Finally, the nation votes: Is this the Climate Change election?

May 18: 'The Climate Change Election'

Tomorrow, Saturday May 18, Australia votes to elect the nation’s next Federal government. The ABC’s Vote Compass shows a majority of Liberal-National Party Coalition, Australian Labor Party and Greens voters want to make this the “climate change election“.

Accordingly, the Climate Council has studied the three largest  parties’ policies on climate change and renewables.

Let’s take one last look at how each of the three major contenders shape up on energy policy.

Liberal National Party (LNP) Coalition 

On the plus side, the governing Coalition led by Prime Minister Scott Morrison has a modest emissions reduction target of 26-28 per cent on 2005 levels by 2030. It also signed up to the Paris Agreement to reach net-zero emissions by 2050.

Prime Minister Scott Morrison faces opposition to renewable energy use within his own Coalition.

The Coalition has also outlined plans to develop electric car and hydrogen strategies. Meanwhile, it’s committed to a Renewable Energy Target (RET) of 23.5 per cent renewables by 2020.

But don’t get too excited…

  • The Coalition’s pro-coal lobby, led by Tony Abbott, has consistently tried to reduce or scrap emissions targets.
  • The LNP support the controversial Adani coal mine in Queensland.
  • The Morrison Government will not rule out new coal-fired power as an integral part of Australia’s energy mix.
  • The plans concerning electric car uptake and hydrogen development are basic and aspirational rather than practical.
  • The RET will end in 2020 leaving the renewables industry unsupported and with no plans to replace it.
  • The Coalition ditched former PM Malcolm Turnbull’s flagship energy policy, the National Energy Guarantee, in August 2018. This left Australia with no policy for its energy future.
  • The coalition has consistently tried to frame what others call a climate change election as a vote on the economy.

Australian Labor Party (ALP)

The Labor Party gets better marks across the board on climate action and promotion of renewable energy like solar panels and battery storage.

Climate Council compares three main party policies ahead of climate change election.

Labor Leader Bill Shorten has rolled out a suite of renewable policies.

The ALP wants to cut emissions by 45 per cent on 2005 levels by 2030. It’s also pledged net zero emissions by 2050. The goal is 50 per cent renewables by 2030. Also promised under a Shorten Labor Government:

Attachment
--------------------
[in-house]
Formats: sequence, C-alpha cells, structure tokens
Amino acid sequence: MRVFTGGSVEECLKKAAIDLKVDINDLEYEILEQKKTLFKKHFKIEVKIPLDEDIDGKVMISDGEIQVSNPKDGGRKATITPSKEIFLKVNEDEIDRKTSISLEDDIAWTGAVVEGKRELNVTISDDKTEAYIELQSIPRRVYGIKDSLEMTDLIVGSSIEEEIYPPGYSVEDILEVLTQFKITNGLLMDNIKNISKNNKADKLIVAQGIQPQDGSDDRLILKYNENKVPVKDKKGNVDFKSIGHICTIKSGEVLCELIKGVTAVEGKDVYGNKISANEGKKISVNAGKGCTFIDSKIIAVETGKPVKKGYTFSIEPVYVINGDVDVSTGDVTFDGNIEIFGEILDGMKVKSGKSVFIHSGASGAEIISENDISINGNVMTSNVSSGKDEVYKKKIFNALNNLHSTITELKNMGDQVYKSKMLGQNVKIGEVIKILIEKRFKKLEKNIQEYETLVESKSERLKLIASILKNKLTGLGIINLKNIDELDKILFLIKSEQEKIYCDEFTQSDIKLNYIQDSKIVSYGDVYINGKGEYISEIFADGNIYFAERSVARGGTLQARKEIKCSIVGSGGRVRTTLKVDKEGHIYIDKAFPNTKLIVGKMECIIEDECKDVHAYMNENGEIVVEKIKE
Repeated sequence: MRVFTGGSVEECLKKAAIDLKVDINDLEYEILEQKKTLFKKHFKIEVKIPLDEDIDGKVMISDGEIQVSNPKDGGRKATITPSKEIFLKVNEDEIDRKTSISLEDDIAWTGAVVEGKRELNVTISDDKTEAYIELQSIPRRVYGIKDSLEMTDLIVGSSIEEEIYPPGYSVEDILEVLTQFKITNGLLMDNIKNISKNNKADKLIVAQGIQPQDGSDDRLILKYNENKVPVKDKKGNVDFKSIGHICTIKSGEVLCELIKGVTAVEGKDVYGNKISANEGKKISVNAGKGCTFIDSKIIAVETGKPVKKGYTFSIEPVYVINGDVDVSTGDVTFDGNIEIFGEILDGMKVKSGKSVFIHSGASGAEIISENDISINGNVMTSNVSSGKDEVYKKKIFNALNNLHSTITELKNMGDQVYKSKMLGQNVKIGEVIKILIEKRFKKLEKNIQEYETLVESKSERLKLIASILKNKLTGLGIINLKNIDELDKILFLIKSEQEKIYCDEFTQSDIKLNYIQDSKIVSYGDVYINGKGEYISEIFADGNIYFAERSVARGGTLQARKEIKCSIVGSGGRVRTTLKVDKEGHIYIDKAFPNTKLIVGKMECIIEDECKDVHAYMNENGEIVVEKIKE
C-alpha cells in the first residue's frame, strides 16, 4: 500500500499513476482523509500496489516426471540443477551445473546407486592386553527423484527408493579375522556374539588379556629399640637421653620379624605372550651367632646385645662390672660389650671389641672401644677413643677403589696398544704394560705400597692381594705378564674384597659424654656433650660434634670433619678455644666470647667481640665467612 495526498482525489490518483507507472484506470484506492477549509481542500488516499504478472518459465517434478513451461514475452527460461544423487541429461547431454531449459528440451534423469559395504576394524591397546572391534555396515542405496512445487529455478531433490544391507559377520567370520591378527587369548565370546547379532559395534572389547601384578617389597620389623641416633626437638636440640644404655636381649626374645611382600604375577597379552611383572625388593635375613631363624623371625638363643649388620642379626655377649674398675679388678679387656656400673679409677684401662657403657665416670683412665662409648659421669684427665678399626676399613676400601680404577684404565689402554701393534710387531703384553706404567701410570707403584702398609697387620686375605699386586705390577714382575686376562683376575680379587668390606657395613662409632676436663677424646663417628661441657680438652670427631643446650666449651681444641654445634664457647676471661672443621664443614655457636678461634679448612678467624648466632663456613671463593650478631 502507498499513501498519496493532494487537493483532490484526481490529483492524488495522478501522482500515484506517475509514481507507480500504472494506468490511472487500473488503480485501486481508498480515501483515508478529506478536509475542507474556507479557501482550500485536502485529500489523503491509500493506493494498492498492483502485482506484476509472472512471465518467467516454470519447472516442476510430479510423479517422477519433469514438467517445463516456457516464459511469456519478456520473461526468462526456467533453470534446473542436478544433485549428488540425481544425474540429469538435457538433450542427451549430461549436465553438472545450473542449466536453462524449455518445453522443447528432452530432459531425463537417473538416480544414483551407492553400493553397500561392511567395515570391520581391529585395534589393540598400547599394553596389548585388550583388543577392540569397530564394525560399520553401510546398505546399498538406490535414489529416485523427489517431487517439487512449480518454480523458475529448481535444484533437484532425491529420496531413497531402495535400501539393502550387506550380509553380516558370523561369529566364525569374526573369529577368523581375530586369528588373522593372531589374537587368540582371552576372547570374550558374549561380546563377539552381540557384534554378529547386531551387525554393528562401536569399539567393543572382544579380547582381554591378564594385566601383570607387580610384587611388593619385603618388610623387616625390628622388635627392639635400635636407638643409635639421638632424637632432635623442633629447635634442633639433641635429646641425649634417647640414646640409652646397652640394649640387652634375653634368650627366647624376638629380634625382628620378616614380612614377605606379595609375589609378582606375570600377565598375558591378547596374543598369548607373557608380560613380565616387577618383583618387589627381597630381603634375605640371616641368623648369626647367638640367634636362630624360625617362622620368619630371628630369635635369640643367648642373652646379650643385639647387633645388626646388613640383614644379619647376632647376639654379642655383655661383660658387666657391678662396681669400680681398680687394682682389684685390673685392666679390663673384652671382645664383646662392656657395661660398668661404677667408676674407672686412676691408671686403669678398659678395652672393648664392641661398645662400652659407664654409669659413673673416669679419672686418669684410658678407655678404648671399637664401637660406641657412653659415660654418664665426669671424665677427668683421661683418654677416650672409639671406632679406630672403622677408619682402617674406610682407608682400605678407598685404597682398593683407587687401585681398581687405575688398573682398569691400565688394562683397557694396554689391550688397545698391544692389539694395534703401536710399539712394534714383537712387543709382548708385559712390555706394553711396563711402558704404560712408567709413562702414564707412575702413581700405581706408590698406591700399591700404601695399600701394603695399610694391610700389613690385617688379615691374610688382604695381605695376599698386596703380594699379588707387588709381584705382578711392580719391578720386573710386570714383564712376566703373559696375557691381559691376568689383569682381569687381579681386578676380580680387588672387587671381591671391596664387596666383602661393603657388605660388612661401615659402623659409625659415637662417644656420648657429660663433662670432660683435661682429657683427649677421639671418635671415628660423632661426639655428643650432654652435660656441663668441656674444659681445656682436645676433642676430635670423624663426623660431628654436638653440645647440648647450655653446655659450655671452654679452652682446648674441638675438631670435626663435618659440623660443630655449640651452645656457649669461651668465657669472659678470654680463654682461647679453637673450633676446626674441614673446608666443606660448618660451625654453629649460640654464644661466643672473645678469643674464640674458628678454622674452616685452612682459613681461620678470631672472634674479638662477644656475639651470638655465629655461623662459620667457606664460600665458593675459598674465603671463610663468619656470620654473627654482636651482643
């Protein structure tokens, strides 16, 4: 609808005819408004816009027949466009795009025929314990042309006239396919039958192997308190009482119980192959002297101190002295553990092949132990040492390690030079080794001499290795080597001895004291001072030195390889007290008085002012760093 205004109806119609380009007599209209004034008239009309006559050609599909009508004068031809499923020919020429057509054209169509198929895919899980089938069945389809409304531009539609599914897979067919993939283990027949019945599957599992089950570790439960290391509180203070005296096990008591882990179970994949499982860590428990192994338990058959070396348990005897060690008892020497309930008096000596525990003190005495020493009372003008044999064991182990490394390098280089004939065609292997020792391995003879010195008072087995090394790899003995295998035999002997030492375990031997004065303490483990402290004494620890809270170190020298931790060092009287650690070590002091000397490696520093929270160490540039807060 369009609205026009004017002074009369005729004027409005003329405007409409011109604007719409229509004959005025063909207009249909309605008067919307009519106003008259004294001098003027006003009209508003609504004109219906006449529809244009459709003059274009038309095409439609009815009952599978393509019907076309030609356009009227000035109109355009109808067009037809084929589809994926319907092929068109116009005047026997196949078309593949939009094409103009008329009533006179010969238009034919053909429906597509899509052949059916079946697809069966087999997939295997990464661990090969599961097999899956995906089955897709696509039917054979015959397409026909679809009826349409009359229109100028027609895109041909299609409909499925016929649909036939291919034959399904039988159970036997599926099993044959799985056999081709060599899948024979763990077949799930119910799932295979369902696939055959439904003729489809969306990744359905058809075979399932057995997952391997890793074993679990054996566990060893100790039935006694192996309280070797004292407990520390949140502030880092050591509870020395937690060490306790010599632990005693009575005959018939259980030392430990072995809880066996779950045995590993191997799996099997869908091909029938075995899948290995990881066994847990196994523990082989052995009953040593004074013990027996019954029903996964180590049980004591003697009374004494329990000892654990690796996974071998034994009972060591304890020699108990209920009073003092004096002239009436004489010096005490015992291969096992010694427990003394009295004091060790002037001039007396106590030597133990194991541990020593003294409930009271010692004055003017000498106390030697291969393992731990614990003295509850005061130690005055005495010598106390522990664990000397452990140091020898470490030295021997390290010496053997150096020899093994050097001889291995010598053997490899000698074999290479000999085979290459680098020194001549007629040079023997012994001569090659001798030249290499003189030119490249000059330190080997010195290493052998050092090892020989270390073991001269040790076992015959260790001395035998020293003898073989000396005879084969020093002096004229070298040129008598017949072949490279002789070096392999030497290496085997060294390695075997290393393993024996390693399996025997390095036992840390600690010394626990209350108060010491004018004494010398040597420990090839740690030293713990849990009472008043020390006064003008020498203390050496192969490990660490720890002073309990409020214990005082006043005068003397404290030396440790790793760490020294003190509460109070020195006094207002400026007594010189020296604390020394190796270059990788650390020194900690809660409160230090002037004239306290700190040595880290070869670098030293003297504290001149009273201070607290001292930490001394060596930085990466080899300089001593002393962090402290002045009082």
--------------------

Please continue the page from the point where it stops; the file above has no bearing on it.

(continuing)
• A national electric vehicle target of 50 per cent new car sales by 2030.
  • A $1 billion plan to kick-start Australia’s hydrogen-powered economy.
  • Doubling of the $10 billion investment managed by the government’s Clean Energy Finance Corporation.
  • A $2,000 solar battery rebate per household to achieve a million batteries by 2025.
  • A $100 million Neighbourhood Renewables Program. This will give renters and social housing tenants access to renewable energy like solar power.

However, it’s not all rosy in Labor’s eco-policy garden. Labor also has no active plans to phase out coal. As a result, the ALP is sitting on the fence over the Adani mine. It also has no plans to phase out gas generation.

The Australian Greens

This environmentally-friendly party has very little chance of winning government outright in this climate change election. However, it’s a great advocate for the health of the nation. Greens candidates in Parliament also help keep the ruling party on a green-conscious track.

Climate Council compares three main party policies ahead of climate change election.

Greens Leader Richard Di Natale wants to break new ground in tomorrow’s election.

As a result, the Greens green-sweep the board on every aspect of climate action, renewable energy policy and environmental protection:

  • Emissions reduction target of 63-82 per cent by 2030.
  • Net-zero emissions by 2040.
  • 100 per cent renewables by 2030.
  • Complete ban on new internal combustion vehicles by 2030.
  • A 17 per cent tax on luxury fossil-fuelled cars.
  • Phase out thermal coal using a rising annual limit on coal exports.
  • Phase out gas generation by 2030.
  • Scrap the proposed Adani coal mine.
  • Development of hydrogen industry and hydrogen export infrastructure.
  • Creation of ‘solar fuels’ export hubs in key locations around Australia.
  • Double energy efficiency and productivity by 2030.

Independents in the climate change election

Independent candidates around the country are also taking climate issues up to the main party players. This may prove a challenge to many previously safe Coalition seats in urban areas.

Independent Zali Steggall is posing a real threat to sitting Liberal MP Tony Abbott in the Northern Sydney Division of Warringah. And it’s largely due to her anti-coal, pro-renewables policy.

Zali Steggall, independent politician endorsing ACE Australian Electric Vehicle at SEC 2019

Independent Warringah candidate Zali Steggall sits in an Aussie-made electric vehicle at the SEC 2019 expo last month.

A former Olympic skier, Steggall claims the Coalition has bailed on meaningful action concerning climate change, renewable energy and support for electric cars.

In turn, Abbott has been one of the Coalition’s most vocal supporters of fossil fuels. The pair locked policy horns in a live Sky News debate on May 3. While traditionally conservative, the seaside constituents of Warringah are acutely environmentally aware, so this is ground zero for the climate change election.